CHRISTY McMonagle remains haunted by his bitterly disappointing run in the Foyle Festival Marathon back in 1981.
Running the 26.2 miles event on home soil was a first for McMonagle back then, but the situation really did get to him.
Indeed, he foolishly attempted to replicate the success of a 10 miles race victory which he had dominated four weeks before the Foyle Festival event.
Naive tactics had entered the scenario, his break from the main group so early in the race led to ultimate disaster at 19 miles, the Derry man having been reduced to a walk-jog-walk finish which was eventually timed at a hugely disappointing three and a half hours!
He was 37-years-old back then and having posted a superb time of 2 hours, 27 minutes in his first marathon effort in Portlaoise back in 1974 when he was 19, Christy was devastated.
“I ran a great race from Buncrana to the Templemore Sports Complex. I really dominated that. I felt really good and pushed the boat out. But I didn’t realise the effort I had put into it.
“That had been my preparation for the Foyle Festival Marathon in my home town a few weeks later, but I was naive when putting so much effort into those 10 miles.
“A few days after the 10 miles event, I went out for another run and broke down. I felt pain across my back and up and down my hamstrings. I had over-done it,” he admitted.
Of course, in those days there had been very little attention to the dangers of dehydration or, indeed, proper preparation with a carefully pre-planned training schedule before an event - simply get out there and run to the best of your ability had been the norm!
But, looking back at what has been an interesting career, Christy has always wondered what he could have achieved in his youth had he taken his favourite sport more seriously.
Devastated after the Foyle Festival event, he actually gave up the sport for two years.
Indeed, he also led his wife Kathleen and his young family to Australia having sold up his butcher’s shop only to return home two years later.
And the return home fashioned a return to road running and after taking a year to 18 months to get back to his best, these days McMonagle boasts the National Half Marathon record in his “Masters” age group, an event he has dominated over the past five years.
He harbours hopes of breaking his own Half Marathon record (1hr 25mins) when running in the Phoenix Park in Dublin this August when competing in the 2013 event.
Christy will then look forward to celebrating his 70th birthday in January next and that milestone pushes him into yet another age category in masters athletics - he will then compete against runners aged 70 to 75 and he’s looking forward to that.
“I’m enjoying running now much more than I did when I took it up all those years ago,” declared Christy when I met him in his delightful Oak Grove home this week.
“Yes, I’m still competitive - I think you have to be to enjoy it - but I try to take things in my stride.
“I feel I’m in good shape and I intend to continue enjoying road running for quite some time yet.”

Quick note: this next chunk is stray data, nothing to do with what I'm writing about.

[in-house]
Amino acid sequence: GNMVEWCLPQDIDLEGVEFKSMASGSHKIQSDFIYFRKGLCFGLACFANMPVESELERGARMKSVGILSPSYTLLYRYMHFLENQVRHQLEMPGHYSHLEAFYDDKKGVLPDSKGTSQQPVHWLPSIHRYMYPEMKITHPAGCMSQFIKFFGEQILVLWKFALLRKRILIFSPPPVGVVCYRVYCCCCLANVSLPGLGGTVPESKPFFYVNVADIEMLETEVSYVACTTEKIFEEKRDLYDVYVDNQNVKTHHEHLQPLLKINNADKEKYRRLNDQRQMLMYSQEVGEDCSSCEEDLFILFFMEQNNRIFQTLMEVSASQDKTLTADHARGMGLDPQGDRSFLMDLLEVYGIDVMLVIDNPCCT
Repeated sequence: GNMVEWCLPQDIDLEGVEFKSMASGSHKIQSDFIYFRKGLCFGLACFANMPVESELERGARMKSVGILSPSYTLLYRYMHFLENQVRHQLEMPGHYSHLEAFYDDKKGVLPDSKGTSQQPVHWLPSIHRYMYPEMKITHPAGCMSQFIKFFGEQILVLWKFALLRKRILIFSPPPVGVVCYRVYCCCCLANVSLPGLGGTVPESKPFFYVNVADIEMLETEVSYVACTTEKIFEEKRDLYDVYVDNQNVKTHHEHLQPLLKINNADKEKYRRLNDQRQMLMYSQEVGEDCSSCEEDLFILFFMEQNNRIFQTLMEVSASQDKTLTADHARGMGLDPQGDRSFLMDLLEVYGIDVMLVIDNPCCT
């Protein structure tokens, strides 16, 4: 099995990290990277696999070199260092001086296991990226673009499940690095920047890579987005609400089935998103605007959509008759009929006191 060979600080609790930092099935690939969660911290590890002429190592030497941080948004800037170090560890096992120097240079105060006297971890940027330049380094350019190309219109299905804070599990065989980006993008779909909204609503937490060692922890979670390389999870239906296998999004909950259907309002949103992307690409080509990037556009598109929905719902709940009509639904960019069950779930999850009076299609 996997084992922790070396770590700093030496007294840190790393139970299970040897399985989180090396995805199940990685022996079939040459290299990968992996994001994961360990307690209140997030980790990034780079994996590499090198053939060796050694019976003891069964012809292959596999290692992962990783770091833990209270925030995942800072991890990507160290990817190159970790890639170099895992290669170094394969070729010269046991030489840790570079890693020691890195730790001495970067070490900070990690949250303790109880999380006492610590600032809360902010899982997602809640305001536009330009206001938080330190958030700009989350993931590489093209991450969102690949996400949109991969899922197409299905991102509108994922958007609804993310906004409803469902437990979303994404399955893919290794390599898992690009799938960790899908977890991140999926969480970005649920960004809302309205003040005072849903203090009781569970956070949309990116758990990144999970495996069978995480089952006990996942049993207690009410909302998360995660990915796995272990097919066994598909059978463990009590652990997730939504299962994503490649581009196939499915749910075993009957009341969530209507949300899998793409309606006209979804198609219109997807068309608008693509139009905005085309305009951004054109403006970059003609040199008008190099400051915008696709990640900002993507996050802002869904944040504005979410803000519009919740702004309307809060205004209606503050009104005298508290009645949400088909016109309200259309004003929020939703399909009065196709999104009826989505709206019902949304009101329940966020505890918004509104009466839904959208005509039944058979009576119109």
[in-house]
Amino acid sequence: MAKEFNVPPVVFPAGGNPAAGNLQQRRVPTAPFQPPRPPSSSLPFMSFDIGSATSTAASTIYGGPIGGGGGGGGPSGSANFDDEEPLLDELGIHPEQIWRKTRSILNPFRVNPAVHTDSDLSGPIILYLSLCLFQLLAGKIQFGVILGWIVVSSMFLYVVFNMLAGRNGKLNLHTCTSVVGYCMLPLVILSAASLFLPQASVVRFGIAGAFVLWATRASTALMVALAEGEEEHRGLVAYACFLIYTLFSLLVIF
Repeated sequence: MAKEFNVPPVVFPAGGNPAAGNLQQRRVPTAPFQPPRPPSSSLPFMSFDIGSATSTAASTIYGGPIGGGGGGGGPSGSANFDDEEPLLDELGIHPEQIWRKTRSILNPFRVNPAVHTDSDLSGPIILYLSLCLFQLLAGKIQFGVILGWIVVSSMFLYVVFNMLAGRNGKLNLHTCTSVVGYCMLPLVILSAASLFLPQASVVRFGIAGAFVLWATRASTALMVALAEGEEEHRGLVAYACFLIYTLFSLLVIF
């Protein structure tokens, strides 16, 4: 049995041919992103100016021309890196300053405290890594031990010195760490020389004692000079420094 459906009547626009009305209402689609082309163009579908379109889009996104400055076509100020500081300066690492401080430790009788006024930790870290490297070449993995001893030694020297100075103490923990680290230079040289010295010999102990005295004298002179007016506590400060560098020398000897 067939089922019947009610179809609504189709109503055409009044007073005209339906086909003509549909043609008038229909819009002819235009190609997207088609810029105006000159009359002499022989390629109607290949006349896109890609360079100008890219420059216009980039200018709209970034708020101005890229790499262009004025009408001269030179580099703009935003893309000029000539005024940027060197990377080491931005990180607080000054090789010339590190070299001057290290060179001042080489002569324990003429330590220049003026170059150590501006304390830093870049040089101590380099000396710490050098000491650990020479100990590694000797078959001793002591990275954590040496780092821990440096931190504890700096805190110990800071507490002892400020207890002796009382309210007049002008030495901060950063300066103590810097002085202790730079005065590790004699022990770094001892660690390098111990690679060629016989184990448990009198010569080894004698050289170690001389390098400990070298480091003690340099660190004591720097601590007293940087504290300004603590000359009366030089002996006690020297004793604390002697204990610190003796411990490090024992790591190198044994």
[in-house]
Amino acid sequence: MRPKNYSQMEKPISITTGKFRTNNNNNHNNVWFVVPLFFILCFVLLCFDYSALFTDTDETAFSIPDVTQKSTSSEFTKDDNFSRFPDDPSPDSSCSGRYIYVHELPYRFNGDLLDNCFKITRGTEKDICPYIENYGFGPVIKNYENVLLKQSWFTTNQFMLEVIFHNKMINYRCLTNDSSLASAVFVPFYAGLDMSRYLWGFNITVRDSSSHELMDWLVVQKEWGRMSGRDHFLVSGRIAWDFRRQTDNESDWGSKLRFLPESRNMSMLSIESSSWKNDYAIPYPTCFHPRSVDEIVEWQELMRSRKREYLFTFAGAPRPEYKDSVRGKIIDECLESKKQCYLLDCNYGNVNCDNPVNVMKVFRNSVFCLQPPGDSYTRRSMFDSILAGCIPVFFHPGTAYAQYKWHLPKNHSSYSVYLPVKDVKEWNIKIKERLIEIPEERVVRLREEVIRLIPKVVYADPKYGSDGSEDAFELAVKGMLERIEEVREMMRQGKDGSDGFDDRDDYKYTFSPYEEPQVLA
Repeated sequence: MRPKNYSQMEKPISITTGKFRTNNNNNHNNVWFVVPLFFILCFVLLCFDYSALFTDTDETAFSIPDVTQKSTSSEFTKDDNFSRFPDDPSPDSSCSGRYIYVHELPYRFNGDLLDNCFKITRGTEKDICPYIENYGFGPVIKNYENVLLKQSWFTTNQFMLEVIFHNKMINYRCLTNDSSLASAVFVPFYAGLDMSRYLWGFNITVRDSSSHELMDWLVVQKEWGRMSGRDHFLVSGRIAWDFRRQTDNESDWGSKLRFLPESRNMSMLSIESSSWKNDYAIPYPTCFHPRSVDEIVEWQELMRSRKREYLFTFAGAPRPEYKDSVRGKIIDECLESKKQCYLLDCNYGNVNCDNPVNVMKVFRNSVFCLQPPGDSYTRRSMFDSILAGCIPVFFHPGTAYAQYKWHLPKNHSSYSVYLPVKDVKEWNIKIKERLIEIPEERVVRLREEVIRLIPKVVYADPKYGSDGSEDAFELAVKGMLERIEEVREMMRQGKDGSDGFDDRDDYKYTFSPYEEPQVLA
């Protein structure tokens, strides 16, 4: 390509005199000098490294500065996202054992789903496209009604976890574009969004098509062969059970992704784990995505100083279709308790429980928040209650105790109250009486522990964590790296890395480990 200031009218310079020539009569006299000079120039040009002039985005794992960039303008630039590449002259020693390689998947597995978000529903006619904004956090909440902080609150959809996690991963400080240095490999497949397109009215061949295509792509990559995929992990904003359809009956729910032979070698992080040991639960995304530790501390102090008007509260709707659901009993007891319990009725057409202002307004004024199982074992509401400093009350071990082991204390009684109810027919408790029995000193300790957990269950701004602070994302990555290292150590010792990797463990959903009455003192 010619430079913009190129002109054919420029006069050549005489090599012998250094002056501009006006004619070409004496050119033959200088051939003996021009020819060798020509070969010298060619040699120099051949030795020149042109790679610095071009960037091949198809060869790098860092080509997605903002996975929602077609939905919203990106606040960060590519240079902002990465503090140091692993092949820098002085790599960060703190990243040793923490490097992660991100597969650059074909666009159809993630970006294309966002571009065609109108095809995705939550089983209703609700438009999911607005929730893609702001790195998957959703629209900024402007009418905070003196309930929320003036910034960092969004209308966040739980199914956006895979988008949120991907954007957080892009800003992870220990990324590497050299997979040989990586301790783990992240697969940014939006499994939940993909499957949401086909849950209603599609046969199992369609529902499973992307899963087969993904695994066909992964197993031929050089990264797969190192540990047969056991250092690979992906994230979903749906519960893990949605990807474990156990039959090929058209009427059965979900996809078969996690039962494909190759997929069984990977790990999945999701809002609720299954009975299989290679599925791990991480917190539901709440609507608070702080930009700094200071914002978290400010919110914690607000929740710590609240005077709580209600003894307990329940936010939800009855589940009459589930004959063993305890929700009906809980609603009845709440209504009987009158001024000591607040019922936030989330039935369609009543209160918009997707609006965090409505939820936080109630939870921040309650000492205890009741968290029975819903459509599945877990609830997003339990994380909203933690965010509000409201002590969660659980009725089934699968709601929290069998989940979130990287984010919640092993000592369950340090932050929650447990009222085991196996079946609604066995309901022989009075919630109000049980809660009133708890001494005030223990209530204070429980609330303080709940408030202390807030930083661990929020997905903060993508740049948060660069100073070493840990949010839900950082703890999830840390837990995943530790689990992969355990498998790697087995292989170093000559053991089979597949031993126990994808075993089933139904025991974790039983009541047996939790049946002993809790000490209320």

However, running marathons has never been a priority during his lengthy career even if he did clock that impressive time of 2 hours 27 minutes in his first effort in Portlaoise but the fact that the Walled City event takes place in his home town, then he couldn’t resist the challenge after his experience of 32 years ago!
“I still feel sore at my effort back then and while I’ve no intention of ‘racing it’ on Sunday, I’d like to record a comfortable 3 hours 30 or 35 minutes, I’d be very happy with that.”
And that time is just over one hour slower than he ran in his first effort in Co. Laois back in 1974.
There’s been a few changes for this event, he believes he had trained and prepared well for Sunday.
“This time I’ve prepared really well,” he smiled. “My training has gone to plan, I’m focused and I’m ready to enjoy it.
“I will be running in Dublin in August and Sunday’s marathon will form part of my preparation for the National Half Marathon event which is more to my liking these days.
“That race is also very important to me because of my record.”
Amazingly, McMonagle never took up athletics while at school and his introduction came about as he felt we wasn’t good enough to get into the St. Mary’s Boys’ Club football team.
“I was always told that the more you train, the better your chance of getting into the team, but I suppose I just was good enough.
“I was then informed that the Highland Games were taking place at Piggery Ridge and there was a one mile race which I agreed to enter as I wasn’t in the football team.
“I ran an extra lap of the track and won the race,” he laughed. “And from that point, myself and a few friends formed the Athletics Club within St. Mary’s Boys’ Club.
“And we shocked quite a few in our first season when winning the Derry and Ulster Novice Cross-Country Championships, the first boys’ club to achieve such a feat.
“Oak Leaf AC was the fashionable club back then, but I think they got a shock when racing against us.
“As it turned out, the club lasted for about two years with quite a few of our athletes joining Oak Leaf.
“Due to my lengthy friendship with Fr. Joe (Carolan), I opted to hold back for a while before joining the club myself and I achieved some great successes and enjoyable times while there,” he concluded.